Sunday, December 05, 2004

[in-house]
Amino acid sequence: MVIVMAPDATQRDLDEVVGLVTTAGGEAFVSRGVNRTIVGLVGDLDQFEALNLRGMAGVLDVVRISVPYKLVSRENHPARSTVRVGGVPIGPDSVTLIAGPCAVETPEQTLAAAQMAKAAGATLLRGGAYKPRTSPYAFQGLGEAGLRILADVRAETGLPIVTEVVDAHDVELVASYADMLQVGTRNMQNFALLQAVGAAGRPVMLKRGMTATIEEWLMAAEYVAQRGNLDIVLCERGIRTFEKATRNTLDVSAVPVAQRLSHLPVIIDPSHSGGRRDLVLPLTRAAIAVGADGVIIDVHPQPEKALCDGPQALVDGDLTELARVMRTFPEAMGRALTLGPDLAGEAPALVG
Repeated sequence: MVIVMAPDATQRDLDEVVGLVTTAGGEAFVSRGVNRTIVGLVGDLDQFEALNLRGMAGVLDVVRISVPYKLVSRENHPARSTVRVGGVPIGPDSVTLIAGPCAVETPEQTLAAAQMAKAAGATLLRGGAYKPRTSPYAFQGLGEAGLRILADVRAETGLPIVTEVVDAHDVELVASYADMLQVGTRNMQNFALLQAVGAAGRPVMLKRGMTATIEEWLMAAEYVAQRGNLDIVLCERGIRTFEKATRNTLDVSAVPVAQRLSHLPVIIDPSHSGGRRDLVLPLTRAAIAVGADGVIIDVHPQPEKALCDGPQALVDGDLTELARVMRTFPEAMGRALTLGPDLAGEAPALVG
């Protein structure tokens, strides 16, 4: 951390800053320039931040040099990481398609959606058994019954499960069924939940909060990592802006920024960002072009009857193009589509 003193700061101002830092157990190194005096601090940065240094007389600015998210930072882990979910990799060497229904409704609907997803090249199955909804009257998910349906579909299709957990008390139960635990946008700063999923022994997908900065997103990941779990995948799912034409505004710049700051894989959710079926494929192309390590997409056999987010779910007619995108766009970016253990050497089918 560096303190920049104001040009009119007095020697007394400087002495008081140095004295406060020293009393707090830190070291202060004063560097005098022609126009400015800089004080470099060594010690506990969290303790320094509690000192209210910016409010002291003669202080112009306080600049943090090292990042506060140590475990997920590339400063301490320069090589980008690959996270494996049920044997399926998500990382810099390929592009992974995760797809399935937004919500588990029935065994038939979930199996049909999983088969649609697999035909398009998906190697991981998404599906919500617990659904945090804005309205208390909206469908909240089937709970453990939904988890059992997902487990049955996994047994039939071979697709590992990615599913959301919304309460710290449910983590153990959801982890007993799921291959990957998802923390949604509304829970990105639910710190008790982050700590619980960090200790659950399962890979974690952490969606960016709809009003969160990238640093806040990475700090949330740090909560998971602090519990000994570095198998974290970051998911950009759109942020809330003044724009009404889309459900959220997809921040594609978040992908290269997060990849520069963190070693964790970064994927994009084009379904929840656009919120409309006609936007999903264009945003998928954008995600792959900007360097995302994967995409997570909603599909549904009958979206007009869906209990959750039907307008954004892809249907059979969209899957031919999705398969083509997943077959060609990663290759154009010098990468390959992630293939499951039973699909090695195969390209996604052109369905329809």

I haven't posted in a long time because I have been consumed with all the capabilities of my new iMac (digital video with iMovie) and have played too much World of WarCraft. This game is all consuming and I haven't been this addicted to a game since maybe Legend of Zelda on the original NES. I tried Star Wars Galaxies, it doesn't even compare. WoW feels like a revolution in gaming, SWG was just crap by comparison, which is really hard to say for a Star Wars fanboy that relished the idea of being a character permanently in that galaxy far, far away. Now if they only had a client for the Mac, I would probably give it another try since Jump to Lightspeed finally added space combat to the game.